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High fuel prices underpin Uganda protests, test Museveni government

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Ronald Kabuubi/AP

(Read caption) Supporters of Uganda's opposition leader Kizza Besigye walk towards Kampala protesting higher food and fuel prices in the suburb of Kalerwe, Thursday, April 21, shortly before police arrested Besigye and fired tear gas and rubber bullets, sending people fleeing. Police in Uganda have arrested the country's top opposition politician for the fourth time in two weeks.

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Ugandan police have again arrested three opposition leaders as they tried to continue the Walk to Work protest campaign. The campaign was started by a group called Activists for Change protesting the high fuel prices. They called for protests every Monday and Thursday for a month, in which Ugandans would peacefully protest while walking to work.

On April 11, top opposition leader Kizza Besigye, Norbert Mao, and other opposition parliamentarians were blocked from walking to their offices, arrested and later charged with inciting violence and disobeying lawful orders.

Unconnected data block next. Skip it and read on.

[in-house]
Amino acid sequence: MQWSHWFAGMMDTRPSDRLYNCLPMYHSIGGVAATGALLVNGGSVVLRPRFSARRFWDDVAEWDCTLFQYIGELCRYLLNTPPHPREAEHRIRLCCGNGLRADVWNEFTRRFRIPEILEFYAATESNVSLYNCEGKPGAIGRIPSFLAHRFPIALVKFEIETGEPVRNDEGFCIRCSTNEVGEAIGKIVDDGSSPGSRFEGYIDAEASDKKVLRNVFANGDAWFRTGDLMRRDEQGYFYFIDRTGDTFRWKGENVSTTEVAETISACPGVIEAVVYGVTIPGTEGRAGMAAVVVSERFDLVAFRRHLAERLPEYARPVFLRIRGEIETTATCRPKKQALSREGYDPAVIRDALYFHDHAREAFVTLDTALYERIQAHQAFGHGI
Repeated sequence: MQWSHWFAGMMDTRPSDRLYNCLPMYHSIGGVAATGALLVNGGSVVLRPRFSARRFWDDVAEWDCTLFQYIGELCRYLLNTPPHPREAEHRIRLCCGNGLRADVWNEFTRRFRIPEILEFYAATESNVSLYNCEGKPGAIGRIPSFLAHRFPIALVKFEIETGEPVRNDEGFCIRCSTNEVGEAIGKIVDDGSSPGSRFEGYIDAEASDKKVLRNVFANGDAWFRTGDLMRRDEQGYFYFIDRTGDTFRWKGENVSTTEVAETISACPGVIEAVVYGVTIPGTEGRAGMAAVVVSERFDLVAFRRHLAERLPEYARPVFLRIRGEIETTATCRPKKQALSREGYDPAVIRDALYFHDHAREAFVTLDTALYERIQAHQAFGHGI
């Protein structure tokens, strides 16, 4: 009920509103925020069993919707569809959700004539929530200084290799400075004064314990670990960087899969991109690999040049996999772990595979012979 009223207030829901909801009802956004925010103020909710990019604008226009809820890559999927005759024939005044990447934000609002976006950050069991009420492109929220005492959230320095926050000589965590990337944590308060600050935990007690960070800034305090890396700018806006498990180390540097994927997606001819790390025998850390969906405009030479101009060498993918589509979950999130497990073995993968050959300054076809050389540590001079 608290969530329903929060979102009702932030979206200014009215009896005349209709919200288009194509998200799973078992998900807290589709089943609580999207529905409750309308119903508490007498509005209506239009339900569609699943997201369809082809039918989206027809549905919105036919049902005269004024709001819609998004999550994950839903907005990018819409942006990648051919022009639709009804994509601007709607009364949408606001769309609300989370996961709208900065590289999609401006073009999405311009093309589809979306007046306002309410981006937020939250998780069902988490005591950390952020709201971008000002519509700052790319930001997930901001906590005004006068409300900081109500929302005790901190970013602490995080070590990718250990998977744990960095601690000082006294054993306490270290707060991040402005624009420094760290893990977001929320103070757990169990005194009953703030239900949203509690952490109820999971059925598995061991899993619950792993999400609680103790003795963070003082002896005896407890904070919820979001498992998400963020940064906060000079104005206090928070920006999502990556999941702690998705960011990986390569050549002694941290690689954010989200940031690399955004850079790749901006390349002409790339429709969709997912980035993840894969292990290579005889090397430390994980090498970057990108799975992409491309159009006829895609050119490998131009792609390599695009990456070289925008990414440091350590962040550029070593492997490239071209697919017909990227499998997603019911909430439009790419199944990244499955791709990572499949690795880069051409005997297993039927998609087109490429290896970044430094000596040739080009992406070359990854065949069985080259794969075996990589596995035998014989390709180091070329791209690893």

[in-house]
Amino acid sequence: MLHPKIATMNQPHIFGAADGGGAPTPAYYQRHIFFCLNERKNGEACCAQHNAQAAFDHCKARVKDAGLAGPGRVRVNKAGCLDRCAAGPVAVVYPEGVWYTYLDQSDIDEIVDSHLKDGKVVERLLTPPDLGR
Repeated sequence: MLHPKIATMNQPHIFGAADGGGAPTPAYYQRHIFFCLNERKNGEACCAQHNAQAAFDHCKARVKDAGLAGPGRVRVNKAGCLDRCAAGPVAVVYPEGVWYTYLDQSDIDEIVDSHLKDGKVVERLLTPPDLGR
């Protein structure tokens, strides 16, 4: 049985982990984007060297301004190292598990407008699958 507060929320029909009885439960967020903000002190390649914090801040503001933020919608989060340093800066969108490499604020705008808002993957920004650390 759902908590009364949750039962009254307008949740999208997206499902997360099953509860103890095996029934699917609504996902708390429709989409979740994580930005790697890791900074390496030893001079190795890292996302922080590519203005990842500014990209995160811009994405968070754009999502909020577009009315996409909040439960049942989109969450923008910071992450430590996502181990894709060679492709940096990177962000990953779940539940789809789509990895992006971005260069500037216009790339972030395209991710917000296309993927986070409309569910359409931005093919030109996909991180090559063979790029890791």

Earlier this week, UPC’s Olara Otunnu and several other Ugandans from different political parties joined the protest.

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For the first time, Uganda’s opposition moved beyond the politics of attacking President Yoweri Museveni and chose an issue that concerns most Ugandans. The high fuel prices have driven food prices up and many of Uganda’s urban poor can hardly afford a meal.

The police blocked the protests before they began, and their brutality was once again on display as they arrested the politicians.

In the northern city of Gulu, three people died from bullet wounds when the government ordered the military to come in to stop Mr. Mao from walking in the streets of Gulu. The brutality with which the government reacted to Ugandans expressing themselves brought back the sound of the gun to Gulu, a place that for more than 20 years was the epicenter of the brutality of both rebels and government soldiers in the deadly war on Lord's Resistance Army.


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